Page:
More :: 4th Advent ~ Peace

As the first weeks are Hope, Love and Joy, the final week is the Peace that Passes all Understanding. That knowledge—of what Christ has done, is doing, and will do—gives us peace, for we know that He directs our lives.

Many people become caught up in the questions: who and what? why and how? Christ is a mystery that we can’t answer. Should we try to understand Him? Yes, but the factual details only reveal bits and pieces. And facts change, while truth is eternal. Christ is truth. Everything He does and says reveal to us the Kingdom of Heaven.

The second reading for this Sunday of Peace comes from the New Testament: Matthew 3: 1 to 12 ~ John the Baptist is the one voice crying in the Wilderness, saying “Repent, for the Kingdom of Heaven is at hand.”

And our mystery is solved, for while we may not understand the vastness of God and the greatest of miraculous events, we have our purpose: to cry out to others to accept Christ, fight against the temptation of sin, and represent Christ in this world through the choices in our lives.

Come, O long-expected Jesus, / Born to set your people free; / From our fears and sins release us / By your death on Calvary.

Israel’s strength and consolation, / Hope to all the earth impart, / Dear desire of ev’ry nation, / Joy of every longing heart.

Born your people to deliver, / Born a child and yet a king; / Born to reign in us forever, / Now your gracious kingdom bring.

By your own eternal Spirit / Rule in all our hearts alone; / By your all-sufficient merit / Raise us to your glorious throne.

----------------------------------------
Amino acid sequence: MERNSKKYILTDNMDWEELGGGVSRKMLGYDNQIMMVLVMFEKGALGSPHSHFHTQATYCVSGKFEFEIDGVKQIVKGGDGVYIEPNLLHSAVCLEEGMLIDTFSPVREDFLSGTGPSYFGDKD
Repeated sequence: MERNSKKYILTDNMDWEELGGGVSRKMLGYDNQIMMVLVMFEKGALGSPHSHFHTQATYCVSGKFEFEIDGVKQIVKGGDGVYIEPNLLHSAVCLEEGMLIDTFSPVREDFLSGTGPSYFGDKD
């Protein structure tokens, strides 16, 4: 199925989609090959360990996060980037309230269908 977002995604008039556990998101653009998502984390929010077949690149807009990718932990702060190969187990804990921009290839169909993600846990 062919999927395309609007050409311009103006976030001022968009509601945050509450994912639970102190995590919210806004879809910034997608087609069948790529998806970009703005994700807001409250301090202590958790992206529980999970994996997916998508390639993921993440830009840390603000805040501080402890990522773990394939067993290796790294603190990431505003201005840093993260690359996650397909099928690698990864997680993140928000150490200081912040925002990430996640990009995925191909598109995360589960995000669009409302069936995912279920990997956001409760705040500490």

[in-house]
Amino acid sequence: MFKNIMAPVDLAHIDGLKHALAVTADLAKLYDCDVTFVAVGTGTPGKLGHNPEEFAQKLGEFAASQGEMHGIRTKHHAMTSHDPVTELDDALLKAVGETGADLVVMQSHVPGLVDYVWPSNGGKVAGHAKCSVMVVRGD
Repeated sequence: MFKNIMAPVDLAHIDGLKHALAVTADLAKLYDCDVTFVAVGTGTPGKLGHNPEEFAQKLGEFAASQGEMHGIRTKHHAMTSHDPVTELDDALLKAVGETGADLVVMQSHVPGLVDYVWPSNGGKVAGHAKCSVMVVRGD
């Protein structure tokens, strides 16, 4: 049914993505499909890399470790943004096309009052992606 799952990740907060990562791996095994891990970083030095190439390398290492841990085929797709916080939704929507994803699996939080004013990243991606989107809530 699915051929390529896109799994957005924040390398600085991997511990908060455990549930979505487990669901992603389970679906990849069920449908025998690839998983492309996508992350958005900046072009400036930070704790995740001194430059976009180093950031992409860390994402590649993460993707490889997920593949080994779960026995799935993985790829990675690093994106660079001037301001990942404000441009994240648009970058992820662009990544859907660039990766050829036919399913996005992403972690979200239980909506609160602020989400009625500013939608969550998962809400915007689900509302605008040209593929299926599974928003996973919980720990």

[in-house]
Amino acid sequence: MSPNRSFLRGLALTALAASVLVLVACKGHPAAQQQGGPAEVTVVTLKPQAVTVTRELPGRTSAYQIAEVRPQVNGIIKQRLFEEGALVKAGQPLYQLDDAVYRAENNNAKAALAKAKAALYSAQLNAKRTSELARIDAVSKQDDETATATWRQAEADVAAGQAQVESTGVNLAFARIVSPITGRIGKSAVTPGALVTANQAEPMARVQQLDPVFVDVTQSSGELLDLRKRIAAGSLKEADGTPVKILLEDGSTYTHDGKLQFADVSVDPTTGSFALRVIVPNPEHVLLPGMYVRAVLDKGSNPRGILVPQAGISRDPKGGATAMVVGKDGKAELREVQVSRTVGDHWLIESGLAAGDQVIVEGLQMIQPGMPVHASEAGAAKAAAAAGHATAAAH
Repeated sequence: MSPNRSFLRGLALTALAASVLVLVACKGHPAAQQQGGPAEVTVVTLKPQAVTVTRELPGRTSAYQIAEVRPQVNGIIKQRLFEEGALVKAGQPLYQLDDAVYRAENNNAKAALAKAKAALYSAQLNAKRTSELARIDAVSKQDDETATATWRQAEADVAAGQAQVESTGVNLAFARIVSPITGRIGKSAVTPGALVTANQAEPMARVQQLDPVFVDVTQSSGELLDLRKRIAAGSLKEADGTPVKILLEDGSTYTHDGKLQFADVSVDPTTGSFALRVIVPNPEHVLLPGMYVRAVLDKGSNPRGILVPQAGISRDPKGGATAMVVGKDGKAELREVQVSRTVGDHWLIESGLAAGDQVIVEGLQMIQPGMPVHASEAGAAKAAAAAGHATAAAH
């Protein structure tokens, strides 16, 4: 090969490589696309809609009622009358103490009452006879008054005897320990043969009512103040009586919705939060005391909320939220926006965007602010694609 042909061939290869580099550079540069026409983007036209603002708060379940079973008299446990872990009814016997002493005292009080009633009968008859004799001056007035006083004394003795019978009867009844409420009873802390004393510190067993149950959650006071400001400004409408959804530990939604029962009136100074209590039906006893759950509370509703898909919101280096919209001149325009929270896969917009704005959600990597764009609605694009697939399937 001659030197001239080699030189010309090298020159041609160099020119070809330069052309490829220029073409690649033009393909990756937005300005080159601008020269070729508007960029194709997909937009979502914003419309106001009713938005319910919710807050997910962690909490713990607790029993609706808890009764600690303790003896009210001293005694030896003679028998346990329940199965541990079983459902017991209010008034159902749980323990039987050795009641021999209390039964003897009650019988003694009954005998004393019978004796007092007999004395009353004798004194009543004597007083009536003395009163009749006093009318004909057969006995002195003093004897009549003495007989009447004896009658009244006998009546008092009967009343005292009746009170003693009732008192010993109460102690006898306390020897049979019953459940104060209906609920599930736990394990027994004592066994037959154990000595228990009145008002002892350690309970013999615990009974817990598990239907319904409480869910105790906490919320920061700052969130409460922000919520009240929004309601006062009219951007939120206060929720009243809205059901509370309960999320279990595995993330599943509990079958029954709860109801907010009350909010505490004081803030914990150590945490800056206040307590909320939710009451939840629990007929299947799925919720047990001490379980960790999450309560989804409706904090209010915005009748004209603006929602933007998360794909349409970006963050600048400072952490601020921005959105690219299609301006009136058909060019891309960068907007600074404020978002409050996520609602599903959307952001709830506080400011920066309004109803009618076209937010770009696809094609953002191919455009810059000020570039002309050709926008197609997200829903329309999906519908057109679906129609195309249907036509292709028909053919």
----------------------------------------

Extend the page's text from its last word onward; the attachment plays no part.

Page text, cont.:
Chrismon 20 ~ Third Gift of the Magi

Yesterday’s post combined both Frankincense and Myrrh. The third gift of myrrh, along with frankincense an extremely expensive aromatic resin, are gifts worthy for the Christ Child.

“Frankincense to offer a deity nigh” sings the second magi in “We Three Kings” while the third admits “Myrrh have I, a bitter perfume / breathes a life of gathering gloom / Sorrowing, sighing, bleeding, dying / Sealed in the stone-cold tomb.”

Chrismon 19 ~ Second Gift of the Magi

Frankincense ~ an extremely expensive oil pressed from an aromatic resin. With myrrh, both oils were used in religious ceremonies and in preparation of the dead. Many believe the frankincense is symbolic of Christ’s role as high priest for all believers while the myrrh symbolizes his later death and burial.

This Chrismon is usually depicted with an oil container, one which we often associated with stories about genies, appropriate with the wreath of Advent Candles.